For years I lived in Brunswick in a dark, narrow terrace with a concrete backyard and a back view to a cobblestone laneway. When my writing business launched I didn’t have much work, so I used to take a long walk every morning and night around Brunswick’s back door.
I took a Lomo camera to document my ambles and tried to cover a different route every day. Whether it was humid or drizzling, peeking at people on their way to the pools at sunrise, or at 3am with a colour flash, I’d be out and about, sticking my nose into other people’s business.
I think these low-key expeditions were a hangover from the years of travel around Mali, Burkina Faso, Oman, India, the Philippines. For ages I was restless, and had a kind of mindless need to see and experience everything first-hand, as often as I could, usually with little money and no job to come back to. It didn’t matter what the culture was, as long as it was as far from Melbourne’s blocky architecture, grid layout, and bland, predictable faces as I could get. When I got home I still needed novelty. Unpredictable piles of junk; people who’d thrown together a beaut shed or shelter from scraps; inadvertent art pieces made out of a pile of suitcases and grass.
Brunswick’s oldest settled parts are now over 170 years old. Once a popular stop on the way to the goldfields, the suburb has also been a light industrial zone, and is now a haven for beards and heavy traffic. Its lush, dishevelled back laneways evoke an era of night-soil and mud-spattered carts, however today they serve no more purpose to locals than a quick shortcut to Sydney Road or a place to throw analogue TVs and dog shit.
My immediate laneway fixation was on all the different colours and stages of life of corrugated iron. For some reason people in Brunswick love a dark maroon, and over the decades it would fade to red, then orange, and finally to the metal underneath. A lot of the bluestone cobbles had caved in, been pinched or flooded, or sported full ecosystems of yellow-brown grasses and moss. Brunswick was also once home to the Hoffman’s Brickworks, and shambolic homages to this could still be seen in the ceramic bits and pieces concreted into the side of a fence to fill a gap.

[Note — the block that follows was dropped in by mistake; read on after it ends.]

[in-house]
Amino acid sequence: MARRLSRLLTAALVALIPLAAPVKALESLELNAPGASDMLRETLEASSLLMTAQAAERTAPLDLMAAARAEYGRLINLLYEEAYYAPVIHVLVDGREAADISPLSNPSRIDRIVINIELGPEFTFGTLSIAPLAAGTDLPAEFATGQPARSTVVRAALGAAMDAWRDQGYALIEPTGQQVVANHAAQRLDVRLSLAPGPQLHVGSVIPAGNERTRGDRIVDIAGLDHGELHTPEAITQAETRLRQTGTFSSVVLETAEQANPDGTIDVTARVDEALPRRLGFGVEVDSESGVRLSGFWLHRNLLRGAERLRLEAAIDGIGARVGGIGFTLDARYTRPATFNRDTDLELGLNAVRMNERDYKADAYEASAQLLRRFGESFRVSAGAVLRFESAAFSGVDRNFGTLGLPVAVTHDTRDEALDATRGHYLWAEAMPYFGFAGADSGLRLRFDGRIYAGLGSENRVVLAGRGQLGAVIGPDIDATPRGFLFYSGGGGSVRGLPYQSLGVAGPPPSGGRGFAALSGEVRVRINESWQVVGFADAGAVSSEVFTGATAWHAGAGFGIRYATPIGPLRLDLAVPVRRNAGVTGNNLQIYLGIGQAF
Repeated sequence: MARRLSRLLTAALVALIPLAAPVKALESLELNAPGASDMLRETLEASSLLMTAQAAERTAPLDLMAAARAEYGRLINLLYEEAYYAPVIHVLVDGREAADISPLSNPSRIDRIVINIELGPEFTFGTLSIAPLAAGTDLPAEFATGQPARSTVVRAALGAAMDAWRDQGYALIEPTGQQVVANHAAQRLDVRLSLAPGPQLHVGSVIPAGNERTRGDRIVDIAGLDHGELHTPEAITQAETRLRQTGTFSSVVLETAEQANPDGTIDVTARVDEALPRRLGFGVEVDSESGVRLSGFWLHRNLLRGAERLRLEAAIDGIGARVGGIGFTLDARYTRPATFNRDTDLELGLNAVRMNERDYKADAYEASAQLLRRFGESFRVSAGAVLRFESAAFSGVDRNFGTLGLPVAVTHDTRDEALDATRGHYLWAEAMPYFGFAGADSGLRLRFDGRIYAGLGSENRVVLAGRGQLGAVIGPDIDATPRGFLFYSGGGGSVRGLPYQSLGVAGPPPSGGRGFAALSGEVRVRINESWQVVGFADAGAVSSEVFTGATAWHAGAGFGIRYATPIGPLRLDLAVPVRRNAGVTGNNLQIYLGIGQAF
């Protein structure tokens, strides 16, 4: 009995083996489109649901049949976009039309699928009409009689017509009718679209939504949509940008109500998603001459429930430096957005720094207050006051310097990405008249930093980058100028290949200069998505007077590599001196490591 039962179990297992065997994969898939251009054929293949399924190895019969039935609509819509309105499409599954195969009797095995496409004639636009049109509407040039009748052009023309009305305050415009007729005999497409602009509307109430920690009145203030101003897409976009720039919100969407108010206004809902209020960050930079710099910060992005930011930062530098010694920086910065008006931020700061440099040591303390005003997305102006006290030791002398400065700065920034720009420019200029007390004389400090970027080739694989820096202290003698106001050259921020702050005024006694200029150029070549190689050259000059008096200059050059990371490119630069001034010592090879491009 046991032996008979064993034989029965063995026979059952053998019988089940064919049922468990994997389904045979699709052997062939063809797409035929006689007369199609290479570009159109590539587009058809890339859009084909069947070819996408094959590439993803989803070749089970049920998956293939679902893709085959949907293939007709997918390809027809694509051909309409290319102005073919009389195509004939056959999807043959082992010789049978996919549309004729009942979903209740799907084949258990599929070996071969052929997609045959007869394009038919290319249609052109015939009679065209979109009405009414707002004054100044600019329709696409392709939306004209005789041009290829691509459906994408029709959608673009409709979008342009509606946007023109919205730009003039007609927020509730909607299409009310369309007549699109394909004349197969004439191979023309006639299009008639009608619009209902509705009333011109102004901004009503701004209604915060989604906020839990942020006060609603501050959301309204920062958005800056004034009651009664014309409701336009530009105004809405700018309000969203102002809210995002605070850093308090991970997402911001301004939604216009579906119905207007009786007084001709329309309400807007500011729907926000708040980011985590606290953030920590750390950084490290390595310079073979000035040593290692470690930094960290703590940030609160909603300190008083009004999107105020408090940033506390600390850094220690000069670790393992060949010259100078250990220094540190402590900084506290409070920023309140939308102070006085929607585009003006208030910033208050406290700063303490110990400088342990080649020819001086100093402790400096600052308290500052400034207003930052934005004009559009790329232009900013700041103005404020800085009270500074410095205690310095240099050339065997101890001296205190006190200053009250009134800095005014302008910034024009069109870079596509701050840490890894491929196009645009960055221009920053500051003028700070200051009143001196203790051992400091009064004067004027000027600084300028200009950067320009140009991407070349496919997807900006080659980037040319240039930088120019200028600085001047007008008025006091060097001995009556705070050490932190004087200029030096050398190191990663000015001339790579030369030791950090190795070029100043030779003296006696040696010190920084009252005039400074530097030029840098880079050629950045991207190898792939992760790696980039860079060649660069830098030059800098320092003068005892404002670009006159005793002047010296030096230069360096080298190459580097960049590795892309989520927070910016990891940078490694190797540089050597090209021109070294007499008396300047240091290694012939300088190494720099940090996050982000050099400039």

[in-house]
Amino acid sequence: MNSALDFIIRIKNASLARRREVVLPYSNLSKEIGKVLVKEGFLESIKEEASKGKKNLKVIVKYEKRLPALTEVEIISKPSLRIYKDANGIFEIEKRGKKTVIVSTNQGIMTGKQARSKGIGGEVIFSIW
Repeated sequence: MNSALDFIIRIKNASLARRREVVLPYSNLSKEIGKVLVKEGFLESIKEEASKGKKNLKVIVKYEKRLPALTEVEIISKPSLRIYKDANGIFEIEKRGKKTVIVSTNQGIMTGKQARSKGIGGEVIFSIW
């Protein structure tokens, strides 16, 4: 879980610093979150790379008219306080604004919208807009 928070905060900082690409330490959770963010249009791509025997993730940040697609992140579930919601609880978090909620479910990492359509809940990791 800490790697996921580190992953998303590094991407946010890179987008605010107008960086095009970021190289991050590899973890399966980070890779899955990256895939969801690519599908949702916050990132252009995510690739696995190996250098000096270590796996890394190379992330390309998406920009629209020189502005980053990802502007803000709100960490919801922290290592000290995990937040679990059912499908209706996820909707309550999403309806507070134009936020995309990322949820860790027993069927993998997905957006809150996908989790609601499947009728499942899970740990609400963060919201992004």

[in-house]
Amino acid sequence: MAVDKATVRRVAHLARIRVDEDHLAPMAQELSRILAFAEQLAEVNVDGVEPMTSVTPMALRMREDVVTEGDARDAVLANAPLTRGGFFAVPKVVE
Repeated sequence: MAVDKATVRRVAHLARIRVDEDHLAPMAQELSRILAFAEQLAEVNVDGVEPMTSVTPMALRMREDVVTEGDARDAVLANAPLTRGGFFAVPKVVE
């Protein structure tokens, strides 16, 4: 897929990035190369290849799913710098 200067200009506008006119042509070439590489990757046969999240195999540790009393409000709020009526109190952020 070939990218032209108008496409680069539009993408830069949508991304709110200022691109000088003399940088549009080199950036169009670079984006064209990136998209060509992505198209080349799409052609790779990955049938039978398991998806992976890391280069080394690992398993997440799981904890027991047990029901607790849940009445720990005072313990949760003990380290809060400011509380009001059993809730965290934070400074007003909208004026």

Everyone had totally a different idea of what a back fence should look like. Some were tidy and prim, with a new door and a shiny lock. Other fences were thrown together with assorted offcuts and peeling corrugated iron with curled tags where trucks had tried to squeeze past. A rare few were barely fences at all. Just a blasted tangle of eroded wood cascading away from the lane, covered with choko vines, grasses and torn plastic. When you’d look through the gaps all you could see was waist-high grass, rusting furniture and cars up on blocks.
Covered air vents letting out gases from the murk below were still standing proud and wonky, like tiny turrets and minarets punctuating a skyline in miniature. These once stood above backyard dunnies where the night man would come to pick up piles of night soil in his cart.
Every week I’d note the volumes of discarded lunches from kids. Pulverised oranges, apples and decaying sandwiches condensing in plastic bags were chucked on the ground on the way home from school and left to bloat over weeks. Tin toys, tennis rackets, washing machines and dead rats were also standard.
When the laneways were abundant I’d bring a bag to fill with green figs, round figs, red figs, ovoid figs, lemons, rosemary, persimmons and grapes. The most overflowing were always the houses with the tidy white pebble gardens, stone balustrades and concrete poodles out the front. This would guarantee a messy goldmine drooping over the side, which you had to time just right to get your bounty.
Every day I’d disturb someone’s dog, and once, a whole chook-pen. Every morning the laneways would resound with the noise of trucks hauling timber, people singing in the shower, yakking in Greek or Russian or warming up old cars for 20 minutes. In some laneways the air was full of the warming scent of baking flatbread and sweets from Arabic patisseries. Once morning at 7am I got a peek at a clan of elderly Greek ladies squabbling over a roast lamb turning over a fire pit.
I’ve visited Brunswick only a few times since I moved away, and my life in the shadowy terrace off Hope Street (a few blocks from where Jill Meagher was murdered) seems like a hundred years ago, not five. The whole suburb feels different now; full of housing and developments, co-working spaces full of fruit crate furniture, and artisanal boar sausages and little dishes of pink salt. But people have probably been saying that about Brunswick since the goldrush.